Abe Penalizing the Plotting of Crimes in Japan

Abe Penalizing the Plotting of Crimes in Japan
Photo Credit: Wes Peck @ Flickr CC By ND 2.0

What you need to know

The Abe administration is preparing a legislation to penalize 'preparing for terrorism and other acts,' drawing concern for increased surveillance of citizens.

The Abe administration’s move to amend the law against organized crime to make it criminally punishable for people to plot and prepare a crime — without actually committing the act — must be scrutinized due to concerns over the risk of abuse by investigative authorities. The administration also needs to address worries that people’s lives would become subject to broader surveillance by investigators as they seek to thwart crimes before they take place.

The government’s past bills to make it punishable for people to merely conspire to commit a range of serious crimes — which it said was essential for Japan to join a 2000 United Nations treaty aimed at fighting cross-border organized crimes — met with broad criticism and were scrapped each time they were submitted to the Diet in the early 2000s.

The Abe administration says the legislation it is preparing for the current Diet session is entirely different in that it seeks to punish people not just for plotting to commit a crime but for making actual preparations for the crime, such as raising funds and procuring weapons. It is now billed as legislation to penalize “preparing for terrorism and other acts.” Prime Minister Shinzo Abe, who calls it “totally inaccurate” to label the planned legislation a “conspiracy crime” bill, claims that Japan cannot host the 2020 Olympic Games in Tokyo without enacting the legislation and joining the U.N. convention.

The vague references to “groups” as the target in past bills led to criticism and concern that the legislation could be used to crack down on the activities of citizens’ groups or labor unions. The new legislation purports to limit its targets to “organized crime groups,” and government officials emphasize that it’s unthinkable ordinary citizens would be investigated or punished. In trying to revive such legislation in the form of an anti-terrorism bill that is needed as Japan prepares to host the 2020 Olympics, the Abe administration appears ready to be flexible, especially to win the support of Komeito, the Liberal Democratic Party’s ruling coalition partner.

The previous bills made it punishable for people to conspire to commit more than 600 types of crimes — in line with a provision in the U.N. convention calling for penalizing the act of plotting crimes that are punishable by a prison term of four years or longer. The government is reportedly considering significantly reducing the number of targeted crimes — by eliminating crimes that cannot be considered related to terrorism or those that by their very nature cannot be plotted, such as accidental homicide or assault causing death.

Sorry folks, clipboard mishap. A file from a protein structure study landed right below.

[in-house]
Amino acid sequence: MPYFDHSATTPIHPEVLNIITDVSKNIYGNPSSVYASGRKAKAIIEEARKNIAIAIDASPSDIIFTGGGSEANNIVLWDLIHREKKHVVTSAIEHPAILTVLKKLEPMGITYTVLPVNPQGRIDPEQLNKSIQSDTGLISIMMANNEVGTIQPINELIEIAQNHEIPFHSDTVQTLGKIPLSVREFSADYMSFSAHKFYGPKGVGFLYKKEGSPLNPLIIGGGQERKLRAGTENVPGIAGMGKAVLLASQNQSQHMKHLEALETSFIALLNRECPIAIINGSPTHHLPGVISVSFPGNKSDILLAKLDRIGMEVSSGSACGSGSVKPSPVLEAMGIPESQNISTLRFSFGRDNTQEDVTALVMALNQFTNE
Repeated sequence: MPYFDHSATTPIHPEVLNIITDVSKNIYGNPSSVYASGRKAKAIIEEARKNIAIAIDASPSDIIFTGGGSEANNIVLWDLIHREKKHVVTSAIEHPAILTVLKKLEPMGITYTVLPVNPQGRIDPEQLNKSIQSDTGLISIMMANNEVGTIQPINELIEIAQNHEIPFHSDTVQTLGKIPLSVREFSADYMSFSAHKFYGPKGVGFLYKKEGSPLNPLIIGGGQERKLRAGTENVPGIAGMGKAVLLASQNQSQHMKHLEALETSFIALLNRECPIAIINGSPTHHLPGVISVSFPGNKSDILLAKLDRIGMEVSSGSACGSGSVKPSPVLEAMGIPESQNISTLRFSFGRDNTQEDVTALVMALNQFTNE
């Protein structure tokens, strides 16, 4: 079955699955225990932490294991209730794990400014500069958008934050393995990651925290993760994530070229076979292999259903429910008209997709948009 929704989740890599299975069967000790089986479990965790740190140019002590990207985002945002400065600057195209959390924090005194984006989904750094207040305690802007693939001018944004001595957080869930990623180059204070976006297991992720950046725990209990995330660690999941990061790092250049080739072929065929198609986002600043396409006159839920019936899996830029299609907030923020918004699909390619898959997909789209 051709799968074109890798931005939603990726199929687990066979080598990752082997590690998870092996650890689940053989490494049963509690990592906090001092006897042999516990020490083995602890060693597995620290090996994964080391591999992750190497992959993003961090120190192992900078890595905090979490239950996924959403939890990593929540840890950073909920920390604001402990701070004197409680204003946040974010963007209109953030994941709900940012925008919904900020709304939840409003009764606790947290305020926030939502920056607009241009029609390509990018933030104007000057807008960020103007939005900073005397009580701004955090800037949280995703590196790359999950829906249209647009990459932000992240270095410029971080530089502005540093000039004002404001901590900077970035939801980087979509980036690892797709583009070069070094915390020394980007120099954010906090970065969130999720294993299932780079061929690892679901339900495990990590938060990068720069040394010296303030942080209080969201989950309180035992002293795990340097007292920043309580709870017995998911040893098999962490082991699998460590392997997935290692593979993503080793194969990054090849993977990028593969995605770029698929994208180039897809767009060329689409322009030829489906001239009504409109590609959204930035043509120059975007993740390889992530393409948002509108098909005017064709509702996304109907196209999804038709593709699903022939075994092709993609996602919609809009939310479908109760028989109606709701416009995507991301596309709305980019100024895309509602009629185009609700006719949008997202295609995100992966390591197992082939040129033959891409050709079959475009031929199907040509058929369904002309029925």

A broad definition of the targets and the wide scope of crimes covered by the earlier government bills raised concerns that investigative authorities might abuse the “conspiracy crime” provision to crack down on aspects of civic life unrelated to crimes. By restricting the target to “organized crime groups” and adding the requirement needed for punishment, officials may claim there will be no room for abuse by investigators. Critics say there would remain a risk that investigators could broadly interpret the legal provisions at their own discretion, noting that it would be left in the hands of investigation authorities to determine what constitutes “organized crime groups.” If the legislation is submitted to the Diet, it should be scrutinized to see if such concerns are really unwarranted rather than relying on how officials characterize the legislation.

The government says it’s a disgrace that Japan remains among a mere handful of countries that have yet to join the U.N. convention — which has been concluded by more than 180 nations — because it lacks the necessary domestic legislation. Opponents, including the Japan Federation of Bar Associations, say Japan should be able to conclude the treaty without new legislation since the nation already has legal provisions to crack down on organized crimes in their planning stages. The Penal Code provides for punishing people for preparing to commit a range of heinous crimes such as murder and arson. Whether the existing provisions are indeed insufficient to fight terrorism should be fully discussed in the Diet.

It is important for the nation to beef up its defense against terrorism. But the very nature of the legislation — which seeks to punish people for plotting and preparing to commit crimes, even without carrying out the acts — would require investigators to step up surveillance of people’s lives. To obtain evidence that a group of people are conspiring to commit offenses, investigators would need to keep the group’s members under constant surveillance, by such means as tapping their phones, scanning their email, and collecting and analyzing images captured by street surveillance cameras.

A recent amendment to the law on wiretapping — as part of the measures to beef up police investigation tools — significantly expanded the scope of crimes against which wiretapping can be used. The government should not dismiss concerns that penalizing the act of plotting and preparing for crimes would entail placing society under greater surveillance by investigation authorities, including the expanded use of wiretapping and bugging.

The News Lens has been authorized to republish this editorial. The original can be found here.

Editor: Olivia Yang